A week into spring, and it still feels like winter.
“It’s cold. I work at a farm and I’m always freezing. I wish it would just warm up already,” said a woman in Bangor. “It’s been a pretty tough winter but hopefully it will be over soon,” said one man.
The “winter blues” aren’t just a myth, it’s a real thing that doctors call seasonal affective disorder.
“The farther away you live from the equator when it’s the dark season, the rate of depression in the population goes up,” says Dr. David Prescott, Clinical Psychologist.
Experts say depression is more common in Maine than other states, and in the frigid months, it increases.
“Just like all northern latitude states, has a higher rate of depression in the winter,” Prescott explained.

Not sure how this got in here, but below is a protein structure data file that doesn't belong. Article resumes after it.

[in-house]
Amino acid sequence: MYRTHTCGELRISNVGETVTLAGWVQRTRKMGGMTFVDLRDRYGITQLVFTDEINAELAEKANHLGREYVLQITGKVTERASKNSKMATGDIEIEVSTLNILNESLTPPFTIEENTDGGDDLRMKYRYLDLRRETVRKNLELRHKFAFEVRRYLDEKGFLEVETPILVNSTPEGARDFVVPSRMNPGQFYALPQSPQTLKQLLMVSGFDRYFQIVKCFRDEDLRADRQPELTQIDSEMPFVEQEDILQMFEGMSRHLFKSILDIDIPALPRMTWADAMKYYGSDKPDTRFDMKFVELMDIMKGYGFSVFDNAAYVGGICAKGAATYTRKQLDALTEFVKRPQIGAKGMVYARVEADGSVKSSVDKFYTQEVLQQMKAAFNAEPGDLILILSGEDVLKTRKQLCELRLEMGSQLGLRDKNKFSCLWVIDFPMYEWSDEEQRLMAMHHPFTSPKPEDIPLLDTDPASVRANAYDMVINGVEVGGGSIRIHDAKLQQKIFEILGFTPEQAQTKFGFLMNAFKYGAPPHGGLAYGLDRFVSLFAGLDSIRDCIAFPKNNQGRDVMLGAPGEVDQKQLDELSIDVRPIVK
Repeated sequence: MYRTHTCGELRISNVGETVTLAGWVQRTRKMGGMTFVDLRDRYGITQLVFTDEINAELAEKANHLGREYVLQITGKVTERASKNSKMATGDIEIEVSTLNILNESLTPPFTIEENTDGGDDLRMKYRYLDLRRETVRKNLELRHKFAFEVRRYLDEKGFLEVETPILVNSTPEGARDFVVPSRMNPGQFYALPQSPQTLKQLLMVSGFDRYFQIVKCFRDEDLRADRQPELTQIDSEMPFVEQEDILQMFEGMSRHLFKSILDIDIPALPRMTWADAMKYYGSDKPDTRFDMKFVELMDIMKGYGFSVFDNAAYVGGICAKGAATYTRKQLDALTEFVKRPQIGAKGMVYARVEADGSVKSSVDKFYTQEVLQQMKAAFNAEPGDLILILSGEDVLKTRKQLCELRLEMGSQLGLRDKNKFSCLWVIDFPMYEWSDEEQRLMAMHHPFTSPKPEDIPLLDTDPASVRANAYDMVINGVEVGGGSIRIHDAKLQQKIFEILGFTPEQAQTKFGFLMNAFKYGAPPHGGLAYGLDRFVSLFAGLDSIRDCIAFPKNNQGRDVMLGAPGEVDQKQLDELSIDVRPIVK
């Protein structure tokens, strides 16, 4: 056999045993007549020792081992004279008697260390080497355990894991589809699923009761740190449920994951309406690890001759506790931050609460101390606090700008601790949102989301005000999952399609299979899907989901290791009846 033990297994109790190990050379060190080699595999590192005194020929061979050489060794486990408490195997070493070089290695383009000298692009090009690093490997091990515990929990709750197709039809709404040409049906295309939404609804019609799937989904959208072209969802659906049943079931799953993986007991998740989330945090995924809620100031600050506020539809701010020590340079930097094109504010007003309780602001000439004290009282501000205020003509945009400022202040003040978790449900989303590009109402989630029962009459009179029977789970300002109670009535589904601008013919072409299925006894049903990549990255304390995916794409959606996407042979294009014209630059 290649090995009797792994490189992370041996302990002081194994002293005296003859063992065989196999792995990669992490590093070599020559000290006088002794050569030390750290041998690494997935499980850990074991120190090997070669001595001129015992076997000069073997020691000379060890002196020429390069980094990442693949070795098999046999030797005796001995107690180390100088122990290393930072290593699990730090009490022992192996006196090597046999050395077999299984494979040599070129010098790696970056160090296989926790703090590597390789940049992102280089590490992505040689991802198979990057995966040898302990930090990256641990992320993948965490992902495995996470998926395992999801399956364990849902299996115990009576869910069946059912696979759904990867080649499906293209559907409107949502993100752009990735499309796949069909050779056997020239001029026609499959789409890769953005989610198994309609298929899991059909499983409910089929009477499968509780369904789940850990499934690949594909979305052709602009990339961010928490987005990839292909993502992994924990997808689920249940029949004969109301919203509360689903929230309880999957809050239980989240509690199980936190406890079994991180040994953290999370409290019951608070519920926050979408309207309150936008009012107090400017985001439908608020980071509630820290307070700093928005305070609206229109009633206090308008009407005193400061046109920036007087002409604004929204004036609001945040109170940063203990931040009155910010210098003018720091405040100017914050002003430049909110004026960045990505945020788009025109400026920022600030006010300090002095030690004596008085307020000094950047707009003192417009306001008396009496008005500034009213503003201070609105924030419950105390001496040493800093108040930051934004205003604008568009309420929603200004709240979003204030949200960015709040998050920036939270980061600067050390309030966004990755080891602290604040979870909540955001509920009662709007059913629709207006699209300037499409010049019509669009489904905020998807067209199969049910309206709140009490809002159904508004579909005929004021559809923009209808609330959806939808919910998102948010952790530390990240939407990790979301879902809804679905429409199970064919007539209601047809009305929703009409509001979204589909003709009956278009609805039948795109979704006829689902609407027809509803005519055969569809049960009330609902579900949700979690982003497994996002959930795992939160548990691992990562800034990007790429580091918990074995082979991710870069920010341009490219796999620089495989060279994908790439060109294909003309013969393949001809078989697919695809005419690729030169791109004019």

Doctors say to look out for symptoms like low mood and energy and loss of appetite.
But feeding your appetite is one way to limit winter-time depression, says Registered Dietician, Mary Lavanway.
“If you’re not getting enough basic energy, so whether it’s carbs, proteins, fat, just our total energy for the day, you’re certainly going to be more emotionally vulnerable,” Lavanway said.
Carbs, found in bread and pasta, actually effect the chemicals in the brain.
“When we eat carbohydrates, they increase our level of serotonin and serotonin is the neuro chemical that makes us feel happy and life is good,” she explained.
B vitamins boost energy levels and are in leafy greens. Good fats found in fish like salmon, promote healthy and efficient brain activity.
“The fat is a great conductor of these messages and we want the right message and the right firing,” said Lavanway.
Lavanway says too much of a good thing is possible, so always check food labels carefully.